All category and sub-category information in MLS is for the convenience of the church and the donor. The report shows which donations are charitable. Donor statements which show any categories (tithing, fast offering, ward missionary, etc.) are NOT to be used for tax filing. The only question is whether the donation was charitable. Charitable donations for tax purposes are listed on a specific form printed by MLS.

The $400 per month figure we assign to missionary support is arbitrary. It has nothing to do with the actual cost of supporting any individual missionary in any given month. The ultimate responsibility for the $400 per month payment falls on the ward. So any contributions to "Elder Smith" are recorded that way for the convenience of those who want to contribute to that $400 per month arbitrary figure. But once that money is in the ward account the donor has no say in what happens to it. And once that money is taken by CHQ the ward has no say in what happens to it. THAT is why there is NO ISSUE with the IRS about a donation being made "to a specific person." The church (a legitimate, charitable organization) dictates the use of that money.

Previous to the equalized payment system, families were sending money directly to their missionary sons and daughters. The church had nothing to do with those transactions OR what really happened to the money OR the amount of money "required" for missionary support. THAT is why a family had to go to court in order to claim it was a charitable donation. That's why they lost. That's among the reasons why the church has an organized system today.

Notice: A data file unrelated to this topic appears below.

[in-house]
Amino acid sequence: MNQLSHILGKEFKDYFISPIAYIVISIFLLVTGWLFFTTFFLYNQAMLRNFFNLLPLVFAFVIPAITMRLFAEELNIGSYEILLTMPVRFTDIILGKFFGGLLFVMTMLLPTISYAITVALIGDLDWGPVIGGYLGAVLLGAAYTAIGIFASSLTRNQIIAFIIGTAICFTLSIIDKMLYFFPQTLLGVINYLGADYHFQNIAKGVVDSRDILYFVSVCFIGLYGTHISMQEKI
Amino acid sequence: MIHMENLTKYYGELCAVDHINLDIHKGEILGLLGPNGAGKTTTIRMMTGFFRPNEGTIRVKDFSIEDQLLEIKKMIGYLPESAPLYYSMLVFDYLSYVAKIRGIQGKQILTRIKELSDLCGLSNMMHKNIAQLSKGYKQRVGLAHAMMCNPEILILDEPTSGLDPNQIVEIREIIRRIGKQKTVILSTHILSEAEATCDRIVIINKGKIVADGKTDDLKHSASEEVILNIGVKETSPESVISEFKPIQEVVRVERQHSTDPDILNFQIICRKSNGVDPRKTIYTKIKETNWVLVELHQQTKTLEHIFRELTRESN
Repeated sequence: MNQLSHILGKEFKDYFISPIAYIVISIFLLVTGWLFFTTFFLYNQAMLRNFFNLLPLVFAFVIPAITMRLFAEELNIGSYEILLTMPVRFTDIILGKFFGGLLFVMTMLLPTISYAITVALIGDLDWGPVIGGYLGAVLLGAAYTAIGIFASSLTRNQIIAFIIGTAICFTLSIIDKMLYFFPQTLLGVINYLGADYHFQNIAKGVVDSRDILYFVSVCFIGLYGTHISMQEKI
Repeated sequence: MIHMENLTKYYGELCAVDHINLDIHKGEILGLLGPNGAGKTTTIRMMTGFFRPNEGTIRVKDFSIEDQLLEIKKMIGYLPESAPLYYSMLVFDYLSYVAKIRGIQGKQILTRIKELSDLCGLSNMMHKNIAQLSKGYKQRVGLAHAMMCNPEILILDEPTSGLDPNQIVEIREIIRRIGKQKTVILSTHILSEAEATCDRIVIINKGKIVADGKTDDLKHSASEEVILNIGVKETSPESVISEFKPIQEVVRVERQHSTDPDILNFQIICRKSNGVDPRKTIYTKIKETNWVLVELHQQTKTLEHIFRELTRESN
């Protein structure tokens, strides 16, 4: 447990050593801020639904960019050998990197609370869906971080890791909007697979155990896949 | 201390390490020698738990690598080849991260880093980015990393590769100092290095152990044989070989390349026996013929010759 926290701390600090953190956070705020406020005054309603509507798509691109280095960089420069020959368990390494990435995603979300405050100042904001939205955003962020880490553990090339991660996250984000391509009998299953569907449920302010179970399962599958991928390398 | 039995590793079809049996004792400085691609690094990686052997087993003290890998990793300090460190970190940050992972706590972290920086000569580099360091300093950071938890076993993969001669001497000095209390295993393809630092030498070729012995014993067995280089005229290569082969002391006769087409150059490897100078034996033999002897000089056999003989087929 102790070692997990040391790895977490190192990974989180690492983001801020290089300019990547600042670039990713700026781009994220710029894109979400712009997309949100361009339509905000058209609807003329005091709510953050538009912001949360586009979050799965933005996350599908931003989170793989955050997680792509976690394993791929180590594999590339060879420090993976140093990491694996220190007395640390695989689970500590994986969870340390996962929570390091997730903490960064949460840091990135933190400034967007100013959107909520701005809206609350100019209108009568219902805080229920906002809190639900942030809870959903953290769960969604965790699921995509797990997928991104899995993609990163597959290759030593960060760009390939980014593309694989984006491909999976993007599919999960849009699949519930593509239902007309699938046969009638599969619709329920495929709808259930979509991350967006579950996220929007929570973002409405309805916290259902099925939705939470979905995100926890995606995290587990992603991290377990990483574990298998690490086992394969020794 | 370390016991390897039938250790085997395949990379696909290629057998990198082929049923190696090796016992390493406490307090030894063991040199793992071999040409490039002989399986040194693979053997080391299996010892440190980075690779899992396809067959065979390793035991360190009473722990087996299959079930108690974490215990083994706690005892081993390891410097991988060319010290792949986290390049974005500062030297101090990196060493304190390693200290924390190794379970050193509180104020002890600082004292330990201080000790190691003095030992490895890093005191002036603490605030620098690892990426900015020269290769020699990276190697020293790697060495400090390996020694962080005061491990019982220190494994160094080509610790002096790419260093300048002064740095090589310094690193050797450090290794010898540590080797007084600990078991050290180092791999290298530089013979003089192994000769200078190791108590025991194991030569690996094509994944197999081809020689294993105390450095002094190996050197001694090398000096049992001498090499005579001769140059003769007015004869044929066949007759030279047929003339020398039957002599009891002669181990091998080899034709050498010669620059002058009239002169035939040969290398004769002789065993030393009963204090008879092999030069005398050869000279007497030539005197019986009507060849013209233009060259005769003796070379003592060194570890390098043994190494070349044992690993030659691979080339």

They lost in the tax court but the ruling was remanded by the circuit court. They were able tp claim the deduction. All the more reason for hiring a CPA :)

Ricksgrad80s
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Re: Missionaries & Tax Exemptions

Postby Ricksgrad80s » Sat Mar 10, 2018 1:19 pm

gregwanderson wrote:

"Previous to the equalized payment system, families were sending money directly to their missionary sons and daughters.

That's not precisely true. Yes, for several years that's how it worked before the court ruling caused the church to have all donations to missionaries paid to the local ward. However, when I served in the 80s before the equalization system was put into effect, donations were made to the ward with my name included on the donation slip, and those funds were then sent to an account that was set up by the church at Zion's bank to send to me every month in Argentina. So the funds were indeed earmarked for my use, although the donors had no control over what actually happened to them once they made the contribution. The ward clerk simply forwarded the standard amount my mission had set for each missionary every month to the Zion's bank account, which was then transferred to a bank in Argentina and picked up by the mission office, and eventually sent my way. So the church had a system the IRS had approved, it's just different from the one we have today.

It was more flexible, since as I became a district leader and zone leader, our mission increased the amount we needed per month (to pay for extra bus trips, etc.) plus our parents could send extra spending money if they felt we needed it. (I have no idea if they told the ward clerk to send the extra, or if he just sent all the funds earmarked for me that were available each month.) My mission cost $100-$135, so the savings from the equalized system were significant, since Argentina was cheap.